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There was once a grocer who closed his store one day in November, because something was doing in town; taking his son Oskar by the hand, he boarded a Number 5 streetcar and rode to the Langasser Gate, because there as in Zoppot and Langfuhr the synagogue was on fire. The synagogue had almost burned down and the firemen were looking on, taking care that the flames should not spread to other buildings. Outside the wrecked synagogue, men in uniform and others in civilian clothes piled up books, ritual objects, and strange kinds of cloth. The mound was set on fire and the grocer took advantage of the opportunity to warm his fingers and his feelings over the public blaze.As Oskar grows older (though not taller), portents of war transform into the thing itself. Danzig is the first casualty when, in the summer of 1939, residents turn against each other in a pitched battle between Poles and Germans. In the years that follow, Oskar goes from one picaresque adventure to the next--he joins a troupe of traveling musicians; he becomes the leader of a group of anarchists; he falls in love; he becomes a recording artist--until some time after the war, he is convicted of murder and confined to a mental hospital.
The Tin Drum uses savage comedy and a stiff dose of magical realism to capture not only the madness of war, but also the black cancer at the heart of humanity that allows such degradations to occur. Grass wields his humor like a knife--yes, he'll make you laugh, but he'll make you bleed, as well. There have been many novels written about World War II, but only a handful can truly be called great; The Tin Drum, without a doubt, is one. --Alix Wilber
I read this book in German in 1989, in Bonn, during the months leading up to the fall of the Berlin Wall. I understood perhaps 1/3 of it, probably less. Read morePublished 3 months ago by Seth Davidson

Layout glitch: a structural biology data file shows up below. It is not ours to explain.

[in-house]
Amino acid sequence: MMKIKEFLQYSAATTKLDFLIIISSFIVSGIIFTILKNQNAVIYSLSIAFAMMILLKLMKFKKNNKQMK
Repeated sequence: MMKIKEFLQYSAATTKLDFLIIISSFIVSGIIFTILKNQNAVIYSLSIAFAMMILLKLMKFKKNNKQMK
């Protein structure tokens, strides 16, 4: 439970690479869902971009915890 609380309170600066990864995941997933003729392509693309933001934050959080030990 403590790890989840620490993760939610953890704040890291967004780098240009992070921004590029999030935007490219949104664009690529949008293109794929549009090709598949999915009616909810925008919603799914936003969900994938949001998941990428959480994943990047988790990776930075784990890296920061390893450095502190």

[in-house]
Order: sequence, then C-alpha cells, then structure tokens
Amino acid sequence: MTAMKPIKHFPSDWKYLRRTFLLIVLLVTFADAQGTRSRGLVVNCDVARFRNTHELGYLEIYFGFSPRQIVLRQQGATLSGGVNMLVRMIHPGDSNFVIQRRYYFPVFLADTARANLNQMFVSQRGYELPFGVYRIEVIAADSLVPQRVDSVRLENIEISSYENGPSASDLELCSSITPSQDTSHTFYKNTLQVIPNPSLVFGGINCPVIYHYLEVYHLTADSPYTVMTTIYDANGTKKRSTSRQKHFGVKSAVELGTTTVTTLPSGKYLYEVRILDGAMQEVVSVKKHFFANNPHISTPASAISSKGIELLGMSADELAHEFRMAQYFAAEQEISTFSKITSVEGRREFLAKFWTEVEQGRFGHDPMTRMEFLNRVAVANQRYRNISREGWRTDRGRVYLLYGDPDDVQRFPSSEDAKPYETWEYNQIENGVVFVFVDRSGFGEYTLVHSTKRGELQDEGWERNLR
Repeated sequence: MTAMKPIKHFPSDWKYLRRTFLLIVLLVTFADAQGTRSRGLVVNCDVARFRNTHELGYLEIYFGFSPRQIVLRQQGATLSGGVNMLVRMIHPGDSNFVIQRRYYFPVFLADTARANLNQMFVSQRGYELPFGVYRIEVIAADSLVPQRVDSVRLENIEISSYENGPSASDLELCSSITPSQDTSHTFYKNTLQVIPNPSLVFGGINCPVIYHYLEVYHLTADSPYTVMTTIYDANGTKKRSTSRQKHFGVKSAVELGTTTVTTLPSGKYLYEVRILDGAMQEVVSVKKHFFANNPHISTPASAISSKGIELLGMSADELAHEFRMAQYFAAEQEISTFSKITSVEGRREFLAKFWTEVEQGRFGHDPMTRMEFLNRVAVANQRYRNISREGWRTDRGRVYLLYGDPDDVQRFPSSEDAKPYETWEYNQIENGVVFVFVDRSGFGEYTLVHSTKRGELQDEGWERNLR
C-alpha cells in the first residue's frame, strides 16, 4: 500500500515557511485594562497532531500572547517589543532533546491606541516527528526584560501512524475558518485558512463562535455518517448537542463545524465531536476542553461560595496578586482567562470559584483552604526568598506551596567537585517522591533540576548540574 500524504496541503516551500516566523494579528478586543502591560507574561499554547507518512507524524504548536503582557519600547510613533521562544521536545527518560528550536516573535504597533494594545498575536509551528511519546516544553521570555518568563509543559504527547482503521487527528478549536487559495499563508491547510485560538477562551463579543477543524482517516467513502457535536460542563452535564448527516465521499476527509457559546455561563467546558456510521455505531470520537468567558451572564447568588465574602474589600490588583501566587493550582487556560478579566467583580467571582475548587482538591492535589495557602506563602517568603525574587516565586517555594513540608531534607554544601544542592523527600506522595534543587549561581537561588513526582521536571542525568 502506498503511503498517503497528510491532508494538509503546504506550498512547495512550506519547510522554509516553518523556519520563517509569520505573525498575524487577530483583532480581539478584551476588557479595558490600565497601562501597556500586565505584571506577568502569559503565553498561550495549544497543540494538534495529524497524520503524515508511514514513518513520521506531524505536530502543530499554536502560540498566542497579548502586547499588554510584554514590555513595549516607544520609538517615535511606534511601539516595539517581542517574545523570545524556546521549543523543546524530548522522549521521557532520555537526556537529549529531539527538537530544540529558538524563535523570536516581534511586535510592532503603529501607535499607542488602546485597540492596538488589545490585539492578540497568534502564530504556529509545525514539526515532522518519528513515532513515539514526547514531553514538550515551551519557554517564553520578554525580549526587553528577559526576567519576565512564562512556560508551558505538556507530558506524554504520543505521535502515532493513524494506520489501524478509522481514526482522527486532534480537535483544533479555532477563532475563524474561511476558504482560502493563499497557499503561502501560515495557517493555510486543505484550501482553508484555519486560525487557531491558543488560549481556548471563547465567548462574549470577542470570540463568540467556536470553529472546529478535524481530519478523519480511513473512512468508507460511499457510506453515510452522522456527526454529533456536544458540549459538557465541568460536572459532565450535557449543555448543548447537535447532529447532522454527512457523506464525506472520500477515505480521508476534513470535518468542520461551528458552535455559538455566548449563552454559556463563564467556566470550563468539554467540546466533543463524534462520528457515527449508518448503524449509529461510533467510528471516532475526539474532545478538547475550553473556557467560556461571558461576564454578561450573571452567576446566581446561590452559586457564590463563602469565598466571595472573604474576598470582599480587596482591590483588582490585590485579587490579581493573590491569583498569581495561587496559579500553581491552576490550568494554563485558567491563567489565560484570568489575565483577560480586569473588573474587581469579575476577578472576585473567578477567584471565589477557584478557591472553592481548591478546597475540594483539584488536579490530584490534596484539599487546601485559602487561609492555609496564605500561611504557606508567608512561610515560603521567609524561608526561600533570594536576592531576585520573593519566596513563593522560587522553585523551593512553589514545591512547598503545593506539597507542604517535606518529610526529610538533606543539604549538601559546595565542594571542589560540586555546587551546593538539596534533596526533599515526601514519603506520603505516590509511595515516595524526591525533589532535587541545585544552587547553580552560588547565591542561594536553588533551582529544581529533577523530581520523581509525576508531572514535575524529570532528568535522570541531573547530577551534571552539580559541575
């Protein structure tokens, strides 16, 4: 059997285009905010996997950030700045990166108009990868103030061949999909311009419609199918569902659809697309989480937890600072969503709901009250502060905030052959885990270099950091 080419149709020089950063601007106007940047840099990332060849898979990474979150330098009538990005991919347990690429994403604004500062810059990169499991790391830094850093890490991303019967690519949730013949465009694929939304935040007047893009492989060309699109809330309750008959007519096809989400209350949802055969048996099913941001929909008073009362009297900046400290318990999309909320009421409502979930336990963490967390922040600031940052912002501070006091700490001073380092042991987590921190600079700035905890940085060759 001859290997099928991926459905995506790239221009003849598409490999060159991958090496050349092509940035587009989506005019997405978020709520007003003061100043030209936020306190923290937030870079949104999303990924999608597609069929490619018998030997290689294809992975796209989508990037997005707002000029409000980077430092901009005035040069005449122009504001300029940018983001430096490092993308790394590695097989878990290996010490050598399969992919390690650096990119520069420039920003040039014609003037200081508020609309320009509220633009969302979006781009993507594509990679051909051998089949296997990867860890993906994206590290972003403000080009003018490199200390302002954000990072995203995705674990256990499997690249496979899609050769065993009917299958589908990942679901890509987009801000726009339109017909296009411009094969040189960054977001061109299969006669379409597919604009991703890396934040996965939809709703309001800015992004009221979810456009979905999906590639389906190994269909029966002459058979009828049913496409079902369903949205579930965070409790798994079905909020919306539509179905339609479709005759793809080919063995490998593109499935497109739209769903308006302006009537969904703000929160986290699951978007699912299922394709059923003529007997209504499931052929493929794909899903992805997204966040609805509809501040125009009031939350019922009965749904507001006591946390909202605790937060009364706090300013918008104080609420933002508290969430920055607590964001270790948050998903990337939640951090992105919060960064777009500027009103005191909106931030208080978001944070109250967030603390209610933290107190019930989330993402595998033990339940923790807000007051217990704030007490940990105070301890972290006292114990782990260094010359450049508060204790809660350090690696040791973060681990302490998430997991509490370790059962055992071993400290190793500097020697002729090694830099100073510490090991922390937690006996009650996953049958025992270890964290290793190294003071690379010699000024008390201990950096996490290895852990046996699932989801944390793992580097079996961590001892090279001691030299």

I just purchased this book for my 22 year old son, who has recently acquired the interest in reading again. I knew that this book would pique his interest. Read morePublished 10 months ago by Gaslight1944
I read this book before seeing the movie which was on television. It is a very long book and you have to be a serious reader of literary fiction to enjoy it and see the characters... Read morePublished 15 months ago by Christopher Higgins
Why is it that people consider OSKAR the insane dwarf? As the book opens, we are treated to a dwarf in a mental institution, a famous jazz drummer, a sculpture, a nazi resister,... Read morePublished on June 25, 2012 by W. T. Hoffman
`The Tin Drum` is a picaresque magical-realist social-satire fairy-tale (whew!). It influenced One Hundred Years of Solitude and Midnight's Children, comparable works of length and... Read morePublished on February 12, 2011 by Stephen Balbach
The Tin Drum is one of my favorite novels and, I think, one of the great novels of the 20th Century. It is profound and mysterious, funny and disturbing, innovative and original. Read morePublished on August 30, 2010 by TChris
I read this German clasic over 30 years ago and enjoyed it more the second time. I'm.in the process of re-reading classics that gave me pleasure years ago and find that a very... Read morePublished on June 24, 2010 by Robert L. Beam
Few characters of any literature can compare to Oskar Matzerath- the perennially three-year boy/man whose decision to remain young is believed to be derived from contemptuous act... Read morePublished on May 3, 2010 by Miami Bob
I opened this page to find within it 3 different reviewers trying to characterize this work in reasonable, yet contradictory ways. Read morePublished on March 26, 2010 by A. Ives